PURPOSE: Endobronchial Ultrasound (EBUS) and videomediastinoscopy (VM) have important roles in the diagnosis of mediastinal adenopathy, particularly in the staging of patients with lung cancer. Our goal to use the least invasive modality possible and obtain definitive results while minimizing delay, led us to develop a hybrid operating room mediastinal staging technique (ORMST). ORMST begins with EBUS, utilizing rapid on-site cytologic analysis, either establishing a diagnosis, thereby terminating the case, or confirming the need to progress to the more invasive VM.
METHODS: A Retrospective chart review of twenty patients who underwent the ORMST between January 2009 and April 2011 was conducted.
RESULTS: Twelve men and 8 women underwent ORMST; the mean age was 68 years (range 28-89). Clinical indications included lung cancer 15(75%), or mediastinal adenopathy of unknown etiology 5(25%). Four (20%) patients had positive cytology from EBUS and did not proceed to VM. Four (20%) patients with negative EBUS had positive results on VM, including 2 with sarcoid, 1 with lymphoma, and 1 with lung cancer in a node not biopsied with EBUS (high paratracheal). There was 1 false negative ORMST where adenocarcinoma was identified at surgical resection within the subcarinal node, which had been previously biopsied using both techniques. Operating room (OR) times average 139 minutes, while procedural times average 106 minutes. This is about an hour longer than our standard VM where OR times average 93 minutes, and procedural times average 49 minutes. Total outpatient EBUS in room times average 90 minutes with 44 minutes of procedure time.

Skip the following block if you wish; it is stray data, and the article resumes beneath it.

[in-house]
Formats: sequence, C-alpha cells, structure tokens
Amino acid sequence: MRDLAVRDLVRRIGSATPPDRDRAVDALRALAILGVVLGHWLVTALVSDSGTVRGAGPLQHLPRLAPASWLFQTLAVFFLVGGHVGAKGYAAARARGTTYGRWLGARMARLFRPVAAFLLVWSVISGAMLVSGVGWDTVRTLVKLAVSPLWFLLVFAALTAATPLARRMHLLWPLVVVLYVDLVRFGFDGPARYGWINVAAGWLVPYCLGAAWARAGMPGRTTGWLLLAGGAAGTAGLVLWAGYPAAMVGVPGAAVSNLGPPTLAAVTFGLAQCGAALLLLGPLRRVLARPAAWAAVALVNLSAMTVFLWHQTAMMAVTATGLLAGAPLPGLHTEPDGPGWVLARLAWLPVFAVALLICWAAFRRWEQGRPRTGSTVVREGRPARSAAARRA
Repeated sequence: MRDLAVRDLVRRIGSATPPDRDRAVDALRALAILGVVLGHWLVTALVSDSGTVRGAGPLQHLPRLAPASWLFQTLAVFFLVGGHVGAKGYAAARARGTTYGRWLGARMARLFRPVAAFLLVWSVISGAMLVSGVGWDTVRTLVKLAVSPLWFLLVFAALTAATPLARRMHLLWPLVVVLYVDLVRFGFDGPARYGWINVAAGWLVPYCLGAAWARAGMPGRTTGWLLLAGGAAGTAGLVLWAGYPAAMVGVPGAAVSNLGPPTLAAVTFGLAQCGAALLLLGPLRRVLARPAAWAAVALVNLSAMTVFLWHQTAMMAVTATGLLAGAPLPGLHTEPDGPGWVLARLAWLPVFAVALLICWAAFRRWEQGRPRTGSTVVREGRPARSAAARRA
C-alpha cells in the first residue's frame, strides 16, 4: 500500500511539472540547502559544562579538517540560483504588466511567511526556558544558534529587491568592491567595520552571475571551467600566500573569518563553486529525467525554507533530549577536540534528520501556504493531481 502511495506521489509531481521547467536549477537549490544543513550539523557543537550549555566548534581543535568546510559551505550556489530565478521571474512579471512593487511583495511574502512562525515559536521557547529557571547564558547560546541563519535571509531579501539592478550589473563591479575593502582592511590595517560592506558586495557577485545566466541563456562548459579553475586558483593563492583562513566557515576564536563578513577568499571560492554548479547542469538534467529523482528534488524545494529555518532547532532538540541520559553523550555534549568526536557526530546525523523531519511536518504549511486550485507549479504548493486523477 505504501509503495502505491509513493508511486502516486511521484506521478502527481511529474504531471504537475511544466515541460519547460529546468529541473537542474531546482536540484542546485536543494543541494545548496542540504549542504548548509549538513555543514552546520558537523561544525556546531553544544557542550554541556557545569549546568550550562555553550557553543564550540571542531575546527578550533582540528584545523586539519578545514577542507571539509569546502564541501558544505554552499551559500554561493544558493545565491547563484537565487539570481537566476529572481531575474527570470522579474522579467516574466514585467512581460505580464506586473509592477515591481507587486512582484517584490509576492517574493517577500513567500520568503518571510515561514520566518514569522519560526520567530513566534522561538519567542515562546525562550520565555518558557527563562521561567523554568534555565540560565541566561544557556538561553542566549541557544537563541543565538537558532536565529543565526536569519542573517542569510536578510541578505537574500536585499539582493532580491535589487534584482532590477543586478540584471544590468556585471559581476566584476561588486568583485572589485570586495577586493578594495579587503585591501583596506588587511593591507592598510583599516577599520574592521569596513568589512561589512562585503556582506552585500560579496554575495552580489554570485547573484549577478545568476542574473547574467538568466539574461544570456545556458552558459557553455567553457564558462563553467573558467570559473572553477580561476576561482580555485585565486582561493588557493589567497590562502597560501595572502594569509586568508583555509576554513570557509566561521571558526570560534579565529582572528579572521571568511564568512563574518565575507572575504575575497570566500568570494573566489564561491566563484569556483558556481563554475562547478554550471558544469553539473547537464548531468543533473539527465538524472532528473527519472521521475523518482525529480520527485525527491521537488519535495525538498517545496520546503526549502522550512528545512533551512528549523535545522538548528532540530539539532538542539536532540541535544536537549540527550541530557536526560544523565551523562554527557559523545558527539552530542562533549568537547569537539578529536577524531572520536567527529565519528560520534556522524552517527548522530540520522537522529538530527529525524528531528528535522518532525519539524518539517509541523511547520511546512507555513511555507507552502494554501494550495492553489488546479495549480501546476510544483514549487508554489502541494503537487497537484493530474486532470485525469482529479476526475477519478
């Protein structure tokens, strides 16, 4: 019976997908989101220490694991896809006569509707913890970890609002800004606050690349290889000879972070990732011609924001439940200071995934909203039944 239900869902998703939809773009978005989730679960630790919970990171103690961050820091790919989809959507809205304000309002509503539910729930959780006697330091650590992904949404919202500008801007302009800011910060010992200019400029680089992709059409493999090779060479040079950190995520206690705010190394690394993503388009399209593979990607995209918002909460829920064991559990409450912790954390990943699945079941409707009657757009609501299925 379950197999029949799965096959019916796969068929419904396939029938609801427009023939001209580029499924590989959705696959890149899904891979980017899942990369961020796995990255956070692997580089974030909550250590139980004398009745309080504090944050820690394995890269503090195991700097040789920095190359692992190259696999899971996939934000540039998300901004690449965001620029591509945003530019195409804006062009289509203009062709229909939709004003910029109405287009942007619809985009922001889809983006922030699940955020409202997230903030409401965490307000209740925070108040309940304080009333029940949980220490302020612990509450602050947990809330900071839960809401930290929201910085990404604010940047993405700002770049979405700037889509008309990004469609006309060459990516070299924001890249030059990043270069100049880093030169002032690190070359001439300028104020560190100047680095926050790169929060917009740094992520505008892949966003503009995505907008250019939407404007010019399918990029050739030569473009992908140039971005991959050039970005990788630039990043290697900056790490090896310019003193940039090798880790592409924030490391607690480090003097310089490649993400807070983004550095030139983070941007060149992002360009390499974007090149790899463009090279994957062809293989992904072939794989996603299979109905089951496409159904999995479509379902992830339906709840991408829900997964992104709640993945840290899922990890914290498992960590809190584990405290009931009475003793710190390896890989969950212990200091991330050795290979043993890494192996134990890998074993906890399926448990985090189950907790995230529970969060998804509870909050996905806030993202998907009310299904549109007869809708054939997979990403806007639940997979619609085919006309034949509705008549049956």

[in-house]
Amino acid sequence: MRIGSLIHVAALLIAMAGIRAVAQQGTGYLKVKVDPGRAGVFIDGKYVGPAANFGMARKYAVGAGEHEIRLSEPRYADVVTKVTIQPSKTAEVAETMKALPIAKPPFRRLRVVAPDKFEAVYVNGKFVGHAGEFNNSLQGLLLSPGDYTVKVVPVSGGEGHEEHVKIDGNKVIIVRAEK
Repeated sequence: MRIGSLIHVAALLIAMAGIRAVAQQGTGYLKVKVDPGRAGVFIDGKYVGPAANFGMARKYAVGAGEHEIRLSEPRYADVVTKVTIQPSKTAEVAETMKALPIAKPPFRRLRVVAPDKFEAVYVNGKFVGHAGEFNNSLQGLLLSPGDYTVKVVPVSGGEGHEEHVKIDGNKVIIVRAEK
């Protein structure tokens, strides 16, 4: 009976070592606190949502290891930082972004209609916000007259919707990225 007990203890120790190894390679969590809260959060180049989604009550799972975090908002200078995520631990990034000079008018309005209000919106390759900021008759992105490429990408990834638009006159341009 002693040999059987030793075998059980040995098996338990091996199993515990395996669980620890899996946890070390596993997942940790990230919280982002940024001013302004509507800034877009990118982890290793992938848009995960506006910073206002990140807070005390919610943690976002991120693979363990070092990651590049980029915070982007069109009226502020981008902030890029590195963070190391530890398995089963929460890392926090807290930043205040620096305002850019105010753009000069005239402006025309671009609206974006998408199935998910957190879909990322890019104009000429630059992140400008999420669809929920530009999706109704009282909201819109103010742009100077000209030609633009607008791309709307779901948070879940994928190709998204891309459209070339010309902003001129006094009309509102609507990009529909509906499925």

CONCLUSIONS: The ORMST procedure led to a diagnosis or accurate staging in 95% of patients and avoided VM in 20% of patients. No intraoperative or postoperative complications were identified. The hybrid procedure added an hour to standard VM. Whether this increase in cost is offset by the increased efficiency and convenience is the subject of ongoing investigation.
CLINICAL IMPLICATIONS: This single setting hybrid ORMST appears to be ideally suited for patients with lung cancer whose nodes are not grossly involved on Computed Tomography or Positron Emission Tomography, but where invasive staging is indicated.
DISCLOSURE: The following authors have nothing to disclose: Richard Koehler, Steve Kirtland
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